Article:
Happily Difficult: Anthony Davies and the politics of print

Hanfling, Edward (2017) Happily Difficult: Anthony Davies and the politics of print. In: As the Situation Unfolds: Anthony Davies: A Survey of Works 2007-16. Hotspur Studios, Whanganui, pp. 15-21. ISBN 978-0-473-38792-1

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Edward Hanfling, "Happily Difficult: Anthony Davies and the politics of print", in Anthony Davies, "As the Situation Unfolds: Anthony Davies: A Survey of Works 2007-16", Whanganui: Hotspur Studio, 2017, pp. 15-21. Anthony Davies is an English-born New Zealand artist working primarily in printmaking media, including etching, woodcut, linocut, lithography and screen-printing. He moved to New Zealand in 1994 when he was artist-in residence at the Elam School of Fine Arts, University of Auckland. His work is strongly based on social commentary, and often draws from images found in the news media. "As the Situation Unfolds: Anthony Davies: A Survey of Works 2007-16" is a 192-page book with essays by Leafa Wilson, Edward Hanfling, Maree Mills and Warren Feeney, designed by Greg Simpson. It was published in associatio with the Waikato Museum Te Whare Taonga o Waikato, coinciding with the exhibition "In My Lifetime: A second survey of works by Anthony Davies", 27 January - 19 March 2017. The "Wanganui Chronicle" published a story on the release of the book on 15 June 2017: http://www.nzherald.co.nz/wanganui-chronicle/midweek/news/article.cfm?c_id=1503658&objectid=11876699 The following is from the first paragraph of "Happily Difficult: Anthony Davies and the politics of print" (p. 15): "There is a certain simplicity about the process Anthony Davies follows to make art. He observes the world – both 'in the flesh' and through media such as newspapers and magazines – and from amongst all this stimulation, some images stick; they become drawings and ultimately printed images. This process is more complicated seen the other way around: Davies’ observations of the world are influenced, or indeed produced, by the images he has made throughout his life. And of course the art is part of the world and the world gets into the art. The images that permeate our existence – ones we see on computer or television screens, in magazines and advertisements and on packaging – are all products of aesthetic decisions and pictorial conventions. And they are political in that they reflect ideologies and agendas, commercial interests and consumer desires. Countless artists, too, give us images forged out of the raw material of the world-out-there, shaped into pictorial worlds that also encompass social and philosophical issues and concepts. All these images flying around and about us – yet we seem to find them, in general, relatively easy to navigate; they do not detain us. Why might Davies’ pictures be different? How are they difficult? Why do they matter? For one thing, their subject matter is rarely what one might normally describe as pleasant to behold. For another, it is not always crystal clear what we are looking at; lines, textures, forms or spaces shape and unsettle our understanding of the subject matter. Davies’ pictures do not offer instant gratification, or what British theorist Sara Ahmed describes as 'the promise of happiness'. They are, happily, time-consuming, not easy to consume."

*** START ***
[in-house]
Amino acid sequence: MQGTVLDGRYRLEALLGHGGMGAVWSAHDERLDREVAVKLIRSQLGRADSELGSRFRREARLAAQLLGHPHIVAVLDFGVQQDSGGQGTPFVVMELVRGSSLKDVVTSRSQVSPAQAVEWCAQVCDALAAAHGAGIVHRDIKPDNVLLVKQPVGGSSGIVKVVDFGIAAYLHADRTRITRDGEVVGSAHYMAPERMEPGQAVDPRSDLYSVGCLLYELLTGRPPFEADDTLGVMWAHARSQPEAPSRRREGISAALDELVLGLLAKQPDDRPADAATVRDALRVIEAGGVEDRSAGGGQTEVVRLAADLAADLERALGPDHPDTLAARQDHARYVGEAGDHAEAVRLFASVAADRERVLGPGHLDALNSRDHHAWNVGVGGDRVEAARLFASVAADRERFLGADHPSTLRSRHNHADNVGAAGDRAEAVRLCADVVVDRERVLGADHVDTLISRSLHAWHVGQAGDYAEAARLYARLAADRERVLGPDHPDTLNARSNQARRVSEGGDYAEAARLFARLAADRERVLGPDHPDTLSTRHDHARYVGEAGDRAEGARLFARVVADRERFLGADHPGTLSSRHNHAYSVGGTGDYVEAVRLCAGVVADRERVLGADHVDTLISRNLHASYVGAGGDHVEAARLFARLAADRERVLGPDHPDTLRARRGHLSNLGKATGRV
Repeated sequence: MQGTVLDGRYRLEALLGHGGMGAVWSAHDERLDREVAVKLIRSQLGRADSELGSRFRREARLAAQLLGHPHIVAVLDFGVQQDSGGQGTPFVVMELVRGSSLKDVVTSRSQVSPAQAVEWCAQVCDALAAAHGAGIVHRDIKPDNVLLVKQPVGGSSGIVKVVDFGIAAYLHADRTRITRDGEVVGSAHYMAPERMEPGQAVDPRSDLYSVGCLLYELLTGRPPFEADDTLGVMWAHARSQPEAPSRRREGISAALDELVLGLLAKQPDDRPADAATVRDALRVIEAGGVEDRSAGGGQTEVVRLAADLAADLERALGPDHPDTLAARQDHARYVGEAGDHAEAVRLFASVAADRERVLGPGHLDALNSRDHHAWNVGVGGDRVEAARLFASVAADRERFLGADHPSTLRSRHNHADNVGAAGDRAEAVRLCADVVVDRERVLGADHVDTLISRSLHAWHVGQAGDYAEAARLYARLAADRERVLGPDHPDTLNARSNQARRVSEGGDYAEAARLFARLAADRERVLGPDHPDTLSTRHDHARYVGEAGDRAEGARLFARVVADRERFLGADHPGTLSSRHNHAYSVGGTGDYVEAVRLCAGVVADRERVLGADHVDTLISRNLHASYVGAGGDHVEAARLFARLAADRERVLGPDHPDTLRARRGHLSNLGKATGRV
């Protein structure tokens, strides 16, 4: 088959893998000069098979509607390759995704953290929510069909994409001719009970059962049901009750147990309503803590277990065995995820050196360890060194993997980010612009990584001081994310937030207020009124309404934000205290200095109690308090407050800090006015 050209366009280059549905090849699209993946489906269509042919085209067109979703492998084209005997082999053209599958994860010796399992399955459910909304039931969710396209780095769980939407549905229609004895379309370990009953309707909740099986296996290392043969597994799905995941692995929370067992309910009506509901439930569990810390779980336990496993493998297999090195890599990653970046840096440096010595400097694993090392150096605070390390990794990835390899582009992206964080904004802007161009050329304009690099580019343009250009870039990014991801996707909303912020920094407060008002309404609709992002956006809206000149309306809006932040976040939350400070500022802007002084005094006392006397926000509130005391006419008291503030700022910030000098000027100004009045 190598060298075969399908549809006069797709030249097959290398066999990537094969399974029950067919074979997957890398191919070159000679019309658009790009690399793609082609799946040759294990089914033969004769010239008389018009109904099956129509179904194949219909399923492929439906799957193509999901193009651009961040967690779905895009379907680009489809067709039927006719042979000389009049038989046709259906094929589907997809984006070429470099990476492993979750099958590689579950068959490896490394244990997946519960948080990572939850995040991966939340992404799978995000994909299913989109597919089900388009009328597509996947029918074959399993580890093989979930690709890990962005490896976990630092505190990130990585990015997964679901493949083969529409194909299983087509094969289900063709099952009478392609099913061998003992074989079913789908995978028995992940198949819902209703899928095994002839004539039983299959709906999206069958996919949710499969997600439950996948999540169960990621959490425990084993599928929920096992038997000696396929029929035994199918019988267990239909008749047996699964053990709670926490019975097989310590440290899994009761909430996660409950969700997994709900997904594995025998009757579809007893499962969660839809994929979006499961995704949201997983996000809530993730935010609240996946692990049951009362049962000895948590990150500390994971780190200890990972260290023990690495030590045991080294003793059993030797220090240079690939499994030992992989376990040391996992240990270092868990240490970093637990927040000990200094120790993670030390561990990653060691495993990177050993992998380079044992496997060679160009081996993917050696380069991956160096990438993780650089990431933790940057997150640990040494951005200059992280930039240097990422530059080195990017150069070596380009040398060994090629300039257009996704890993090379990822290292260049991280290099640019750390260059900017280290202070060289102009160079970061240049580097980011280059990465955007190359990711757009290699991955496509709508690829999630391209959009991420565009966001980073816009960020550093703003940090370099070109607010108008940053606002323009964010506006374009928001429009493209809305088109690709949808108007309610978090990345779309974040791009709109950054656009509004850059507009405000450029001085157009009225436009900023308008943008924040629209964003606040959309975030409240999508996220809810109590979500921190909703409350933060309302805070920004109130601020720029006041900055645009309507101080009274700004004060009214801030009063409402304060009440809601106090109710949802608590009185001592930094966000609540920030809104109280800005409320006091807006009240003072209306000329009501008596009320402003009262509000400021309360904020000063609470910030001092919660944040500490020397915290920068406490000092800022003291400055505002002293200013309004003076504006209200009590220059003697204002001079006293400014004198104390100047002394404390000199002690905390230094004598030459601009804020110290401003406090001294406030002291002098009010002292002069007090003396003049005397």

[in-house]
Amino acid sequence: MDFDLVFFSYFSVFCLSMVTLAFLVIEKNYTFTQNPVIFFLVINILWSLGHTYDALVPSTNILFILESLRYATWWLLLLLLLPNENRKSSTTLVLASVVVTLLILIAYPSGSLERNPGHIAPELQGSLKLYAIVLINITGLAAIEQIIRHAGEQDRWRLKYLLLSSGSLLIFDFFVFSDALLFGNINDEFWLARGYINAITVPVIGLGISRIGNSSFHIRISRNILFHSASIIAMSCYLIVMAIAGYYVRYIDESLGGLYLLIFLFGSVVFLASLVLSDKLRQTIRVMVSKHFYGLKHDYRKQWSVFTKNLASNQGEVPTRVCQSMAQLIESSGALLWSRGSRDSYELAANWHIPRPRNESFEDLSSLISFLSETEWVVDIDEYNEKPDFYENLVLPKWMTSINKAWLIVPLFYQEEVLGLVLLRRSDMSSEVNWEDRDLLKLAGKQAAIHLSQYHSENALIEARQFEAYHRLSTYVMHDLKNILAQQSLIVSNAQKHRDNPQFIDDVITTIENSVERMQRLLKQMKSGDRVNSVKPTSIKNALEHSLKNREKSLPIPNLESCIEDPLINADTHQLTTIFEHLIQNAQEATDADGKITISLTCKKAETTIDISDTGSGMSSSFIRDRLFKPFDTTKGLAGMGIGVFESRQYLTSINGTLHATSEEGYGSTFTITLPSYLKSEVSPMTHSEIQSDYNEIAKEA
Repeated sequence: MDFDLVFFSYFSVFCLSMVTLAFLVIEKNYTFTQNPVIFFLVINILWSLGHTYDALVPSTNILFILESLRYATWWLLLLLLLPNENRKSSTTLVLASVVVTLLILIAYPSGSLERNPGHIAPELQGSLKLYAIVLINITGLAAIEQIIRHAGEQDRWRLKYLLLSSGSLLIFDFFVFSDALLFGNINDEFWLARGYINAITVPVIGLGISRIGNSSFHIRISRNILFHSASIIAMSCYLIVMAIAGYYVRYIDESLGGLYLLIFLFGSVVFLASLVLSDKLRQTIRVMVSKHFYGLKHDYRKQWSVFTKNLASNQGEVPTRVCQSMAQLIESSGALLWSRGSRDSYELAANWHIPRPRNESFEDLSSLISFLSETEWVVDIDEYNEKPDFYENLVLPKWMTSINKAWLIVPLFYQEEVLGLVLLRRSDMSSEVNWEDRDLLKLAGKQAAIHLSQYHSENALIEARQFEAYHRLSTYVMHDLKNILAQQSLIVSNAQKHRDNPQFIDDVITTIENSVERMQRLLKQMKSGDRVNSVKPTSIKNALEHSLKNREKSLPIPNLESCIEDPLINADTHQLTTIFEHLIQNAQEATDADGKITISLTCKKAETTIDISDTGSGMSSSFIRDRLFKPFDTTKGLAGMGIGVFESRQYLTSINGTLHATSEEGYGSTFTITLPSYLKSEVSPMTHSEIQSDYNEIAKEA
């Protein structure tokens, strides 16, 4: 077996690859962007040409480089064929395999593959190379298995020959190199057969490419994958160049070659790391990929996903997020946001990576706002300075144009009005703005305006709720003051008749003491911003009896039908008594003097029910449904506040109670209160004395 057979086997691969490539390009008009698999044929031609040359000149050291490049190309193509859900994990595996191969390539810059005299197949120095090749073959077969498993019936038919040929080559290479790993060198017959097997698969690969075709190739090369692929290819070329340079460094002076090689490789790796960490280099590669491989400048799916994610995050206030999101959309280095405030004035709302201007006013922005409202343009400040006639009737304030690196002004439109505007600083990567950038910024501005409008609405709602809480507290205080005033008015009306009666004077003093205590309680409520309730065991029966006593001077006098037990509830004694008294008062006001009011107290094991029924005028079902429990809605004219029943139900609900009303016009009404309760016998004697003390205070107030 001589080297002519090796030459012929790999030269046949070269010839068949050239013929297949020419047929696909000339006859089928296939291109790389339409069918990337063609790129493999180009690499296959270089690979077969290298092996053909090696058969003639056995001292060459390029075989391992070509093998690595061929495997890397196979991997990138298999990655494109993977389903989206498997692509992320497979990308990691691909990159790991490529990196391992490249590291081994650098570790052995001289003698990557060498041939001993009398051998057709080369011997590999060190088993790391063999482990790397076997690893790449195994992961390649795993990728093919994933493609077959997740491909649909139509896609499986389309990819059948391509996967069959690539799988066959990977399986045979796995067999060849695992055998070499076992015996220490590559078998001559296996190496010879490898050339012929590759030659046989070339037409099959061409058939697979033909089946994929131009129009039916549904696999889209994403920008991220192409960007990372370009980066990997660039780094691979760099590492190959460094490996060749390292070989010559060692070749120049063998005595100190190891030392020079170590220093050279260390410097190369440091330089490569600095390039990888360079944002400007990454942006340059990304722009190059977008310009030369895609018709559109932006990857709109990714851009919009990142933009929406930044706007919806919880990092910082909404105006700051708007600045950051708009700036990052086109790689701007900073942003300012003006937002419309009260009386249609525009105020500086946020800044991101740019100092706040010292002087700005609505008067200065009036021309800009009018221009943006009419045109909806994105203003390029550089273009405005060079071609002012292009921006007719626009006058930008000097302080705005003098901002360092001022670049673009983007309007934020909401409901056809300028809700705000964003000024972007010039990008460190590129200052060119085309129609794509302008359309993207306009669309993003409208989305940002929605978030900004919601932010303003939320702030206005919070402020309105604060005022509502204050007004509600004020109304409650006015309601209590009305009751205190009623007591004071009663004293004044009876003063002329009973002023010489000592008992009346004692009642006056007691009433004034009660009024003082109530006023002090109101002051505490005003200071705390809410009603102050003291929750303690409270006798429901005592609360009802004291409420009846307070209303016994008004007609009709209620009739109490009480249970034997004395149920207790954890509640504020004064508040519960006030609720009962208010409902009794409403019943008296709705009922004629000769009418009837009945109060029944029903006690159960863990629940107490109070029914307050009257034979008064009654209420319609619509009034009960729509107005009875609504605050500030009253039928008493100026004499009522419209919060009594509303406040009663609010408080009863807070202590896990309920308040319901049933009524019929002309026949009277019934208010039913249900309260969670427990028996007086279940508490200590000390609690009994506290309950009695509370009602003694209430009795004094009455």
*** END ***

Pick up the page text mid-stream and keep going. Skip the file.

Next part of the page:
Item Type:Book Section
Keywords that describe the item:New Zealand art, printmaking, art history
Subjects:N Fine Arts > NE Print media
Divisions:Schools > School of Media Arts
ID Code:5369
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Deposited On:31 Jul 2017 06:01
Last Modified:31 Jul 2017 06:01

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